“However senior you are in your organisation, it’s never as easy as thinking it’ll happen just because you said so,” she says.
“I started a blog that I wrote every week about my first 100 days, and this is about the limit I thought I could blog every week – but I ended up doing it for the whole time I was there because it became so popular and people wanted to know what I was thinking.
“But the reason I started it was to challenge, in a safe way, all of the people working there to say ‘come up with your ideas, come up with what you think needs to be changed’.
“First of all, I found out all the things that shouldn’t be changed. The main thing I was told was ‘you can’t get rid of the waiters’, so we kept them.”
Dame Inga Beale included employees in the transformation to take away the fear of change
Implementing technology in any business can lead to huge gains in efficiency, but it can also spark fear among employees that they’ll soon be replaced by machines.
Dame Inga found this was one of the biggest obstacles in her modernising mission at Lloyd’s.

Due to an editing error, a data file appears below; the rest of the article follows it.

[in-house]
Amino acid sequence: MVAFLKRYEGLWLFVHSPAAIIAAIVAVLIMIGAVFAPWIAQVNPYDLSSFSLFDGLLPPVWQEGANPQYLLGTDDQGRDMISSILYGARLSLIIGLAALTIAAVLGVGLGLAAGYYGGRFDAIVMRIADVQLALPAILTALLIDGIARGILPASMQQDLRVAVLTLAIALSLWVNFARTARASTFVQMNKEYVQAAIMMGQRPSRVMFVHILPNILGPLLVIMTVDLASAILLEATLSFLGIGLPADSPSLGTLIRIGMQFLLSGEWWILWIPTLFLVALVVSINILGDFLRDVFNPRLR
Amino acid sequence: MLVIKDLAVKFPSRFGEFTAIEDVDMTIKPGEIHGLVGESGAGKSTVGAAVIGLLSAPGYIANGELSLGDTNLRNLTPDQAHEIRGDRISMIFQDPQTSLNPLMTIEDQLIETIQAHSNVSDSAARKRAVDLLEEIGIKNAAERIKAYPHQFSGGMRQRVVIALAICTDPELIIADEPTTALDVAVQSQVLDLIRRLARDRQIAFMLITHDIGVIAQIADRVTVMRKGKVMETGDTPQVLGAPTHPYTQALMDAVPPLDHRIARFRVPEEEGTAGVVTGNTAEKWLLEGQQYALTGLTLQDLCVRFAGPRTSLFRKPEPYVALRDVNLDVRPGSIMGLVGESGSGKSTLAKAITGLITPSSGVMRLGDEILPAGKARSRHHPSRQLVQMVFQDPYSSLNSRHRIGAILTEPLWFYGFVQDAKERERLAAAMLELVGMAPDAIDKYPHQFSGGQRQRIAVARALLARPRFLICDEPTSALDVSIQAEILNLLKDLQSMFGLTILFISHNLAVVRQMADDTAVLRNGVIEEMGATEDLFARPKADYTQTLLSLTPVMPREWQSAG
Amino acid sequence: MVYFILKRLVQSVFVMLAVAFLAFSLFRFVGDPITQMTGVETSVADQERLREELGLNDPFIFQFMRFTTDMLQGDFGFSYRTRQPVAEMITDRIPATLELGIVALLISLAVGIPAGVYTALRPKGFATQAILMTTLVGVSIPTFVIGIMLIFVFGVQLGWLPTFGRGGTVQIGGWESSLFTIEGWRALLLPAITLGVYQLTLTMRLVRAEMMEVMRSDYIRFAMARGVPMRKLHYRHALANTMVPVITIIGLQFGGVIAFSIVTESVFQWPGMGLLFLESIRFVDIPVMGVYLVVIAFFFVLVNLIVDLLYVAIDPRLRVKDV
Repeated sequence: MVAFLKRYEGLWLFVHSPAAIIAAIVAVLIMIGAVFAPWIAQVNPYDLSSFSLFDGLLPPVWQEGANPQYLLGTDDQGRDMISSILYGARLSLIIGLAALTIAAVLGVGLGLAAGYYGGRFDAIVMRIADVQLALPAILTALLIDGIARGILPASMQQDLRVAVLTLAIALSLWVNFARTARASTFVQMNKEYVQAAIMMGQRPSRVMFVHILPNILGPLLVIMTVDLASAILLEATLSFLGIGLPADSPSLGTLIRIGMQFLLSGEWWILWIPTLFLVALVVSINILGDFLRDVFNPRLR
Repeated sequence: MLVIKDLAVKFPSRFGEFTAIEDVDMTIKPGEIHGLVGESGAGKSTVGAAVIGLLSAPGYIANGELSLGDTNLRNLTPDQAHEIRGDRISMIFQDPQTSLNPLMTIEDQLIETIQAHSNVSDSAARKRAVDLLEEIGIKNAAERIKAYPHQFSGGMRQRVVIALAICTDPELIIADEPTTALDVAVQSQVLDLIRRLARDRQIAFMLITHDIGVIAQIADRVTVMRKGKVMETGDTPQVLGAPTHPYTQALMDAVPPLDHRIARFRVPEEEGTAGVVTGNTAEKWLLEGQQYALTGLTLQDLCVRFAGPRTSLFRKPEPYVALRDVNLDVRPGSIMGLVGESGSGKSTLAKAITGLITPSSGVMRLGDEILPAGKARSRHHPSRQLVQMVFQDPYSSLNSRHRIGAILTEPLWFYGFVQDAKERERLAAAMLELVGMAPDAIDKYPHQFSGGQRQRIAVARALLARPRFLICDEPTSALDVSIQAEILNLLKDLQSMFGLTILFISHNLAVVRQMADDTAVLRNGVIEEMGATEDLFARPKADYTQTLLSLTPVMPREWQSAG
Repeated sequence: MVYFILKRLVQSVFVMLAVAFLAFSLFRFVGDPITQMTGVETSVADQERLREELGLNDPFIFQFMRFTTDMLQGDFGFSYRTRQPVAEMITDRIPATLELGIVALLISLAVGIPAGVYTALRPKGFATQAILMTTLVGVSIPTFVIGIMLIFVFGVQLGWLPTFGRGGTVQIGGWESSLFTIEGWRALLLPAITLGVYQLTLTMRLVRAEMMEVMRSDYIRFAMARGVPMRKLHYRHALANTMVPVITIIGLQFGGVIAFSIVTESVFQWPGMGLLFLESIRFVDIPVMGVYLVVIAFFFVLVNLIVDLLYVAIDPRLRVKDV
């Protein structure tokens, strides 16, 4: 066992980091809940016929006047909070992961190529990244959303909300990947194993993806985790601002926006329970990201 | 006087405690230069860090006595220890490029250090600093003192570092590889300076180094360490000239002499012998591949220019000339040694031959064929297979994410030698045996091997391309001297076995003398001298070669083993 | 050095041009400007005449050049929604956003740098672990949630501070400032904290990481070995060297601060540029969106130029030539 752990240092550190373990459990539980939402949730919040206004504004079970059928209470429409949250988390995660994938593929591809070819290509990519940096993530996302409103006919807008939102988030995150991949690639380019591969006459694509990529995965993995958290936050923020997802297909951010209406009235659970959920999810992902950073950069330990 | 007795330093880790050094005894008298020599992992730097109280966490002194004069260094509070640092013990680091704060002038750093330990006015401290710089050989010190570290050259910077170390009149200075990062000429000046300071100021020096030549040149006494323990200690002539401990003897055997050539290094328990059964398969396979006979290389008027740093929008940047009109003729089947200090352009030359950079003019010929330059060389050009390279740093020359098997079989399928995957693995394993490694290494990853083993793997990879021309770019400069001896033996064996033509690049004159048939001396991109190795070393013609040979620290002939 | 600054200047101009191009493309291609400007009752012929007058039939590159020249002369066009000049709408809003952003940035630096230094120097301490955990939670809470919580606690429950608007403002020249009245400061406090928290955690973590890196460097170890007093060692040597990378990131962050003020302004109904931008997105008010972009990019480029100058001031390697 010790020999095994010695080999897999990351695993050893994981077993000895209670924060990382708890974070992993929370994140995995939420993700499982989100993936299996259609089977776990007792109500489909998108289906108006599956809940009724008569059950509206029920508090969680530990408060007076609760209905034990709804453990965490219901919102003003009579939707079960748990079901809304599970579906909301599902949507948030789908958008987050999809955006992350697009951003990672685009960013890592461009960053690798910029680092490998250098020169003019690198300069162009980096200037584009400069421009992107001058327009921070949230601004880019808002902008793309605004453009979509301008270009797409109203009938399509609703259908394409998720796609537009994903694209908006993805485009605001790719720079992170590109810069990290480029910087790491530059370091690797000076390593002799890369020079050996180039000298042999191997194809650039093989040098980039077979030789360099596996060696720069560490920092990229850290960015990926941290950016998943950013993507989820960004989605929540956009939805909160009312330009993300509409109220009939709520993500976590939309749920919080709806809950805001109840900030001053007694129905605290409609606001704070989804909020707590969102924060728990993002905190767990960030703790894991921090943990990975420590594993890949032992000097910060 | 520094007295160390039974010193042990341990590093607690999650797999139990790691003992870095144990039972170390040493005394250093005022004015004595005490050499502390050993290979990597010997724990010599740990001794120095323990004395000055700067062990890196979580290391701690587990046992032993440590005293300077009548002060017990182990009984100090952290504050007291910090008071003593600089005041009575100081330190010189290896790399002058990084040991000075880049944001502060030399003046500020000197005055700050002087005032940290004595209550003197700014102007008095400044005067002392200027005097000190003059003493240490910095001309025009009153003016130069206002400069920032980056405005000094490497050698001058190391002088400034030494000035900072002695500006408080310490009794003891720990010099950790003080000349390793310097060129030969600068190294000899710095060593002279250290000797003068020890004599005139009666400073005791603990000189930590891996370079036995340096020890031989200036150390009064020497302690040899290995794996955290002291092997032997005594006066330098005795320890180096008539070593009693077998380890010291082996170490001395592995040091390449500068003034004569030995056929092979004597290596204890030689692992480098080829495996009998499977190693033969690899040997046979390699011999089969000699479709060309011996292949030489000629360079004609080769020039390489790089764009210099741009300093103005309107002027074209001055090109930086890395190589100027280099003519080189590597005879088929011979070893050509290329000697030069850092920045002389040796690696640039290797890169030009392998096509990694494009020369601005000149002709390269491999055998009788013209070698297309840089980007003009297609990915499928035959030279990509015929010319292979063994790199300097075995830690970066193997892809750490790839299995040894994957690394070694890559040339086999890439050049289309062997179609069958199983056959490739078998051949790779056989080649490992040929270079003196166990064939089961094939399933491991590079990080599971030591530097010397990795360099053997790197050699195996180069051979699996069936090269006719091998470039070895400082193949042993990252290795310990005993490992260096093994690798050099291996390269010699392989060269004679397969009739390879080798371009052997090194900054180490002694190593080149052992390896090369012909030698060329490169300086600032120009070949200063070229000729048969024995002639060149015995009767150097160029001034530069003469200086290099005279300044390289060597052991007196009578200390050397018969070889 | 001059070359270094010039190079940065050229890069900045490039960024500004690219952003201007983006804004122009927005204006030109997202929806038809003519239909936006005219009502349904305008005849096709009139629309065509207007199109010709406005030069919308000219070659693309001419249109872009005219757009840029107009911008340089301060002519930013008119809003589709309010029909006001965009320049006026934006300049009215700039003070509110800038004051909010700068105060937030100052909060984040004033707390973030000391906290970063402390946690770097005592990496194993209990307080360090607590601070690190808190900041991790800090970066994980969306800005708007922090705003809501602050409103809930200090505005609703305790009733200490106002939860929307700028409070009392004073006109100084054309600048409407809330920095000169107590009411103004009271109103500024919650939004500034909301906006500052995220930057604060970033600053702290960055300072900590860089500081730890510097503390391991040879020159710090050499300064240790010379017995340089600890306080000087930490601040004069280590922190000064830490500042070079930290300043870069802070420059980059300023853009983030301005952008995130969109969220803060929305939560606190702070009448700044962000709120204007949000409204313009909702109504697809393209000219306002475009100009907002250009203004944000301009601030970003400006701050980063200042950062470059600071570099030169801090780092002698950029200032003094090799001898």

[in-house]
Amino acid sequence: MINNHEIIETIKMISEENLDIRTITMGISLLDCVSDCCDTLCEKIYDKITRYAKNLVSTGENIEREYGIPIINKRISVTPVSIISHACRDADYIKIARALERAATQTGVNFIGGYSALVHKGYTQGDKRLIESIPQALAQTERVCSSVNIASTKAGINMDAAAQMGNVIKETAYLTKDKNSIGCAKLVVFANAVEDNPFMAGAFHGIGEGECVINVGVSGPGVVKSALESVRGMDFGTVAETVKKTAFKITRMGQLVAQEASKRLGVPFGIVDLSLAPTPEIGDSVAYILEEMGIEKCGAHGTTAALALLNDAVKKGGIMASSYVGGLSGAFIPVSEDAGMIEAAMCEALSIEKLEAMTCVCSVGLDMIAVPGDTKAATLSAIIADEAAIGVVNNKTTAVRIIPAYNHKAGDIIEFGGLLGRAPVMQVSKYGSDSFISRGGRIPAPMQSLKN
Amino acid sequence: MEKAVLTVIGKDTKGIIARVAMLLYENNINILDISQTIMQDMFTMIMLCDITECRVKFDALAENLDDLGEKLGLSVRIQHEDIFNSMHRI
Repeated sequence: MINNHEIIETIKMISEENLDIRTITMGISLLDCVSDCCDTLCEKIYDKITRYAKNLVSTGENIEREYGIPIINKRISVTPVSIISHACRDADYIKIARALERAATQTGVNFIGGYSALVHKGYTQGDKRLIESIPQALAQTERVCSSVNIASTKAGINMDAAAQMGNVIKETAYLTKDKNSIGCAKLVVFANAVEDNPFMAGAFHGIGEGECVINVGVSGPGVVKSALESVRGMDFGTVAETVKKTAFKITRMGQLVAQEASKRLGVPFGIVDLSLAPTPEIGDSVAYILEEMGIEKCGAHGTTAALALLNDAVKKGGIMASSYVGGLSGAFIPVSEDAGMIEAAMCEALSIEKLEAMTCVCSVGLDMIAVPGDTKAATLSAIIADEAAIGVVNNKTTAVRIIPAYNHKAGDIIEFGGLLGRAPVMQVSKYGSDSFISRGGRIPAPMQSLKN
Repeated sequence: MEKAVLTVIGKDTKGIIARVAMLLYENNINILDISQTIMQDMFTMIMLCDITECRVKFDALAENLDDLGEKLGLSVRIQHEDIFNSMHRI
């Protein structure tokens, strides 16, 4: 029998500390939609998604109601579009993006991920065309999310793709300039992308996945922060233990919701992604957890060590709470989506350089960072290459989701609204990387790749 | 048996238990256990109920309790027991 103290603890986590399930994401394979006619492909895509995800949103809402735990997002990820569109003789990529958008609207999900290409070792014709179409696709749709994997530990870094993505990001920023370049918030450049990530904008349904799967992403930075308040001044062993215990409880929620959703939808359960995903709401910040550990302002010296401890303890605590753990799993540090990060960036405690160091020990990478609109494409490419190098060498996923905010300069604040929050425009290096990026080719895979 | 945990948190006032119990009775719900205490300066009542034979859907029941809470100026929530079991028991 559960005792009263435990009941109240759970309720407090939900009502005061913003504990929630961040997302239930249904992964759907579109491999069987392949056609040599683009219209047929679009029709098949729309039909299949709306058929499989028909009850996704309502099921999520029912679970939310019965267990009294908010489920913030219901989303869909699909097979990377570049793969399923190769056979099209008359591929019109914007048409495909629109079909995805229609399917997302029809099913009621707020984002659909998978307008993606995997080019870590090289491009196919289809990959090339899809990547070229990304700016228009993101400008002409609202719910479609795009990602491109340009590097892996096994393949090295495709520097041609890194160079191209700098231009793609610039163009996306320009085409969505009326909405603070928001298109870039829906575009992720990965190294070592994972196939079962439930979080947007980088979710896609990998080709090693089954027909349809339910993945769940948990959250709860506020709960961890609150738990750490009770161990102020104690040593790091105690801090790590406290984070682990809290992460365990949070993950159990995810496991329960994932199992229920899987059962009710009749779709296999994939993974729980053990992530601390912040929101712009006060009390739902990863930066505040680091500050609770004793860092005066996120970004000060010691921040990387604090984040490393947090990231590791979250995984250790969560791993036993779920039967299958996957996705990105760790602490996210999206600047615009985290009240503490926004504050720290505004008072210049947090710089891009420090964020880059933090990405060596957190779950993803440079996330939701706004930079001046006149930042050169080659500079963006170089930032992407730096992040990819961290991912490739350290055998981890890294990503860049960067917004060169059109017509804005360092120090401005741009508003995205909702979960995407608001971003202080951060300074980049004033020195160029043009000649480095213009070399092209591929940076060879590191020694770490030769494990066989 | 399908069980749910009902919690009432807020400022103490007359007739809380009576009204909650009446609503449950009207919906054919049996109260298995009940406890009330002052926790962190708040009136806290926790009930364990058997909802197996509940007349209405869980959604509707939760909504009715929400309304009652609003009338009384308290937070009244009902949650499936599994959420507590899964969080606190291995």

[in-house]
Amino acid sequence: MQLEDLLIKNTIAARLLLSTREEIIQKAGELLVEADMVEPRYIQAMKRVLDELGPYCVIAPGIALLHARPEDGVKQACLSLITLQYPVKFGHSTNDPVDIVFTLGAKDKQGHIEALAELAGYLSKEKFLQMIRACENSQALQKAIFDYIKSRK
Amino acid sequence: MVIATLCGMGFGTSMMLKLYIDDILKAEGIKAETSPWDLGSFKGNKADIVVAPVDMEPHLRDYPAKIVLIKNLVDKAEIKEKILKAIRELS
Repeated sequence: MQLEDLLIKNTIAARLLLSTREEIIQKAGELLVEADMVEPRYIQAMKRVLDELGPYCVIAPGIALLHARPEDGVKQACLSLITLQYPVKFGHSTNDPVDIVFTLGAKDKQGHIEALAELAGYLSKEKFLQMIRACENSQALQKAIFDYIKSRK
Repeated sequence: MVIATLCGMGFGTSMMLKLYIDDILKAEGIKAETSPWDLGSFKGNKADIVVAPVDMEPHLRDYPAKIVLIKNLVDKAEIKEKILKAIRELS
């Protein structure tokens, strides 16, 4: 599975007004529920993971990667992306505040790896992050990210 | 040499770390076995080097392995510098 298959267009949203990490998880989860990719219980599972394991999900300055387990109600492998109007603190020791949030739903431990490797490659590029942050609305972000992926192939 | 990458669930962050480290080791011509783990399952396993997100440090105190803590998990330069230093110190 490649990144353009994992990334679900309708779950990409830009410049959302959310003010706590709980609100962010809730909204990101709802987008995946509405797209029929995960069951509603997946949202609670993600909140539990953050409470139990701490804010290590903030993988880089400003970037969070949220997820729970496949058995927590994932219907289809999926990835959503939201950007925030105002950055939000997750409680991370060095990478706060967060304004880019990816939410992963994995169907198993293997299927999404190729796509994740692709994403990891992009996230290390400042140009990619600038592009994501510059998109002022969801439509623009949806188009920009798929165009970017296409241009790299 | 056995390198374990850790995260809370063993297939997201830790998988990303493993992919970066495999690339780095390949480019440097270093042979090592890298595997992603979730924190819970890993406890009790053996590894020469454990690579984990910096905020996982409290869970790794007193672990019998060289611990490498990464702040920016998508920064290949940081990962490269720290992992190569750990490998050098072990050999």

She says: “I realised there was so much nervousness around the place and this real fear, instead of the excitement I was feeling about using technology and fundamentally changing the way the market worked.
“We consulted with thousands of people, and at the beginning, my board got a little bit frustrated, thinking I was taking too long.
“But I said ‘no, I need to engage thousands of people’, because I could see how worried they were about what the new technology was going to do to their jobs and their futures.
One of her biggest surprises was the reluctance some of the younger employees displayed when she engaged them..
“A key learning came when I consulted the under-30s because some of them were even more scared than perhaps those a bit further on in their careers, because they had just started out and felt that if they weren’t tech-savvy, they wouldn’t survive,” she adds.
The modernising process followed a pragmatic approach, starting with 16 work streams that were met with confusion from employees.
It was then cut down to just four after Dame Inga consulted an advisory board of market CEOs.